T-Squares, Rulers, and Pencils (oh my!)

(by: heather the intern)
 
So here’s something we already know: sometimes it’s not just what you do, but how you do it. Now take that to the architecture world and we understand that it’s not always about the end product, but what the client gets in the process, and what tools you use to make that happen (see my emphasis on “tools,” nice right?)
BIM, 3D view of the Countway Library Renovation at Harvard Medical School

BIM, 3D view of the Countway Library Renovation at Harvard Medical School

Paul Durand and Dana Weeder, another principal architect, showed me something that keeps Winter Street ahead of the rest in this tool department; Building Information Modeling (BIM). When I first heard BIM, I was confused… there was no “BIM” in my cliché vision of what I thought an architecture firm would look like; architects running around with t-squares, rulers, and pencils. Apparently t-squares are architecture of the past; BIM is the architecture of the future.

Like SecondLife™ or the Sims™ on steroids, “Building Information Modeling” is a tool that constructs 3D models in a virtual world. The design is embedded with valuable information, which can be manipulated and tested. Dana opened up the BIM software called Revit they use here at WSA, and at the risk of sounding completely unprofessional, this program is wicked crazy, and crazy is a good thing.  Not only can you do everything you could do with the t-squares, rulers, and pencils, but you can also review the building in 3D, do a “walkthrough” of the building, spin it, peel the skin back, and test the systems all before the plans are finalized. Oh and did I mention, that there are new tools out there that can translate your BIM model into SecondLife™?  Yea – here’s an example:

 Sun's "Performance Optimized Datacenter" (POD) BIM Model by WSA

Sun's "Performance Optimized Datacenter" (POD) example - BIM Model by Winter Street Architects

Taking the model, Sun altered and exported it into Second Life for use in their virtual datacenter!
Taking the model, Sun rendered and exported it into Second Life for use in their virtual datacenter!
 

Naturally I wasn’t deterred from giving the program a go until… I opened the program for myself and realized that it was quite a bit over my head. To me, Revit was intimidating, but ridiculously cool. From a technically inclined, non-architect here are two observations about BIM and how WSA uses it.  And in the meantime, Happy BIM-ing!

1. Improve Design Coordination. When the information is embedded in the design, the design becomes smart (I’m thinking Blade Runner, but that’s probably a bad analogy). When a design is “smart,” you give it a chance to minimize opportunities for mistakes, which saves time and money. Duh. This is a good thing.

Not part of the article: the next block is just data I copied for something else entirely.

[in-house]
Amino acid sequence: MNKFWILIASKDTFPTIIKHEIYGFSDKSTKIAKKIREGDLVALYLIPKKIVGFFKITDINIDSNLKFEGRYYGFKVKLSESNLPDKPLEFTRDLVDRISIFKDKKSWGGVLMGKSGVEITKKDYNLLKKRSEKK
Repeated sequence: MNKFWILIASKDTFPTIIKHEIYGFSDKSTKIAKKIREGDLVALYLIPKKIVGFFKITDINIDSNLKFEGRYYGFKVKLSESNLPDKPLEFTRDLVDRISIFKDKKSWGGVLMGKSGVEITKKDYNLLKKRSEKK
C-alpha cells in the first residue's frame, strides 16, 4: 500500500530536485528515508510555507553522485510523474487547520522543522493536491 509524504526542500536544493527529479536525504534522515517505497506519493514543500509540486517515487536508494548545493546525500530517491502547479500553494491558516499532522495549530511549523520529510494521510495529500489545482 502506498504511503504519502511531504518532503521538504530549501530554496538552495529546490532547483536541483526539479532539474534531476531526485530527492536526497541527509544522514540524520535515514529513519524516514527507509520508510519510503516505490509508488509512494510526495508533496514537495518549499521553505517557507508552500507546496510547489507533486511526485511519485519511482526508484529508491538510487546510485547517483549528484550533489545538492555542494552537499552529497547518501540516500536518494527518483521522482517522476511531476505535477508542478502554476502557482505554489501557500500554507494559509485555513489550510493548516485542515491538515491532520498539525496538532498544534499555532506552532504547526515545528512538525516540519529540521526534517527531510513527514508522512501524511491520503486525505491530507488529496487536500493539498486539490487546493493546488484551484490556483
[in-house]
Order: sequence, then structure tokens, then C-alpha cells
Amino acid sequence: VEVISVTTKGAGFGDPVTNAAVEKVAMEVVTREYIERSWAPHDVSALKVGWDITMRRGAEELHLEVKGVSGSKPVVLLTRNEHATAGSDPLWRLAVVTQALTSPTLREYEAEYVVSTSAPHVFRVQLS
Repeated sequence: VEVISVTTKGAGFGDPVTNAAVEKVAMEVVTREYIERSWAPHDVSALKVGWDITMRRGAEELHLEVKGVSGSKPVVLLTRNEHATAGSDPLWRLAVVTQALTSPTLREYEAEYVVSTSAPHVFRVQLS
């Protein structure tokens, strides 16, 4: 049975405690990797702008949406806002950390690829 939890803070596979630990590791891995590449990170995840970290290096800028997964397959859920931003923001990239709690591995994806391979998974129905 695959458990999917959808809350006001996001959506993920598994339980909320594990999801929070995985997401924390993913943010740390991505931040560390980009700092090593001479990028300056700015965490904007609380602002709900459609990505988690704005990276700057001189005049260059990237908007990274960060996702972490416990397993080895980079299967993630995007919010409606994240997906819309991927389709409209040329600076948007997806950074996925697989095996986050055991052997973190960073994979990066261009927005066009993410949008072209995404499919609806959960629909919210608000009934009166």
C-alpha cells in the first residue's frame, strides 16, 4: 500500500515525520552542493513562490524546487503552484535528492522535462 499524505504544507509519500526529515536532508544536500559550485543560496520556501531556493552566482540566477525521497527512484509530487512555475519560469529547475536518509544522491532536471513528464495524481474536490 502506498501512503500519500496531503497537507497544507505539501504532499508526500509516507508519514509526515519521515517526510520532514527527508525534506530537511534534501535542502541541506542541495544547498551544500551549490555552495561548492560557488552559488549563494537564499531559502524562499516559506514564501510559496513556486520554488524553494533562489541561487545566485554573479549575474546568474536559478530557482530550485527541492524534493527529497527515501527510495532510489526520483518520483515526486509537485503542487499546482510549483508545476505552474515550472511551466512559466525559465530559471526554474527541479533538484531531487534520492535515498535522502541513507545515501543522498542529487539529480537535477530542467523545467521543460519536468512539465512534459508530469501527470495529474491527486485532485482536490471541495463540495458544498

2. Enhance Design Communication. Face it, not everyone can read a plan (umm, me). Seeing what a design will look and feel like before its built gives confidence and credibility. Not only that, but in BIM the 3D views can be done instantaneously…time saver.

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Comments
6 Responses to “T-Squares, Rulers, and Pencils (oh my!)”
  1. Mike Ryan says:

    Very cool. : )

  2. I couldn’t resist reading your article with that tantalizing subject line. Great description and comparison. Things have come a long way since I used to use Leroy Lettering for my dad’s architecture firm!

  3. Harold-Sprague Solie says:

    Heather I couldn’t resist reading your article either , anything with “BIM” in it immediately jumps off the page, or screen I should say. I recently went to the Frank Lloyd Wright exhibit at the Guggenheim in New York and after seeing all the wonderfully hand-crafted drawings and plans I couldn’t help but wonder if these new technologies are really helping the architecture industry. By using new high tech somewhere are we loosing the ability to work through problems as meticulously as FLW did? BIM software is great as long as the focus is still on the process and not on making pretty pictures.

  4. For Harold Sprague says:

    Recently at a yard sale I found two framed 1935 (obviously for copyright) ink layouts, by a Harold W Sprague, with the name of attorney James R Hodder.

    One was for a “Machine for turning lasts and the like irregular forms”, and the other a “cutter head”

    Are you this Harold Sprague or a relative?

    LaVere Backhouse

  5. For Harold Sprague says:

    If you are or know Harold W Sprague, please mail me at lavere_1@yahoo.com

    I also have a framed photo of a workshop with men, names are on the back,
    F S Sprague
    McLeod
    Josselyn
    M H Lyons
    (?) Burns
    Hunt
    Frye
    McGhan
    Adams
    Fred Bridgewood
    Langley
    About Jan 1910

    There is a red seal that says, “Bernard Saxton, Brockton, Mass, Pictures and Stationary”

    You may email me at lavere_1@yahoo.com

    I just felt this must have sentimental value to someone

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  1. […] Modeler – modeling is the 3-dimensional approach to design we use today. We no longer draw plans, rather, we build models. The plans are now simply a […]



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